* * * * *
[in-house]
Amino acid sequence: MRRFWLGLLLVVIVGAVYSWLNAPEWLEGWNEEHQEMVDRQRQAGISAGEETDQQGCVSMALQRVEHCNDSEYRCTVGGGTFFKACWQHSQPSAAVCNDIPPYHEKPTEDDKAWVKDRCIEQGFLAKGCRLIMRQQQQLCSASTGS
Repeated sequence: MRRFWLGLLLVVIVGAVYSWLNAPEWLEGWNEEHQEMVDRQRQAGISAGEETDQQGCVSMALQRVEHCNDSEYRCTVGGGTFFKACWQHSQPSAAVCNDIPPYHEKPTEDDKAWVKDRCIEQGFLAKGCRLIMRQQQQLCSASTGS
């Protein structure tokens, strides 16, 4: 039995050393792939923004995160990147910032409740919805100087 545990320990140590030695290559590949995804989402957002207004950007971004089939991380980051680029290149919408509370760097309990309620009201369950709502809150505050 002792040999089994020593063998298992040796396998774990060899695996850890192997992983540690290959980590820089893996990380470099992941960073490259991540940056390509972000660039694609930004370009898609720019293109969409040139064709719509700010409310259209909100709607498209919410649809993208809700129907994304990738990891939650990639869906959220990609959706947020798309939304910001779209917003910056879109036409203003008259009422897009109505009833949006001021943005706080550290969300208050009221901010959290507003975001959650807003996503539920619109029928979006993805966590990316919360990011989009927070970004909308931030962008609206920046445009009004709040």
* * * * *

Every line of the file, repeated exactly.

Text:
[in-house]
Amino acid sequence: MRRFWLGLLLVVIVGAVYSWLNAPEWLEGWNEEHQEMVDRQRQAGISAGEETDQQGCVSMALQRVEHCNDSEYRCTVGGGTFFKACWQHSQPSAAVCNDIPPYHEKPTEDDKAWVKDRCIEQGFLAKGCRLIMRQQQQLCSASTGS
Repeated sequence: MRRFWLGLLLVVIVGAVYSWLNAPEWLEGWNEEHQEMVDRQRQAGISAGEETDQQGCVSMALQRVEHCNDSEYRCTVGGGTFFKACWQHSQPSAAVCNDIPPYHEKPTEDDKAWVKDRCIEQGFLAKGCRLIMRQQQQLCSASTGS
């Protein structure tokens, strides 16, 4: 039995050393792939923004995160990147910032409740919805100087 545990320990140590030695290559590949995804989402957002207004950007971004089939991380980051680029290149919408509370760097309990309620009201369950709502809150505050 002792040999089994020593063998298992040796396998774990060899695996850890192997992983540690290959980590820089893996990380470099992941960073490259991540940056390509972000660039694609930004370009898609720019293109969409040139064709719509700010409310259209909100709607498209919410649809993208809700129907994304990738990891939650990639869906959220990609959706947020798309939304910001779209917003910056879109036409203003008259009422897009109505009833949006001021943005706080550290969300208050009221901010959290507003975001959650807003996503539920619109029928979006993805966590990316919360990011989009927070970004909308931030962008609206920046445009009004709040």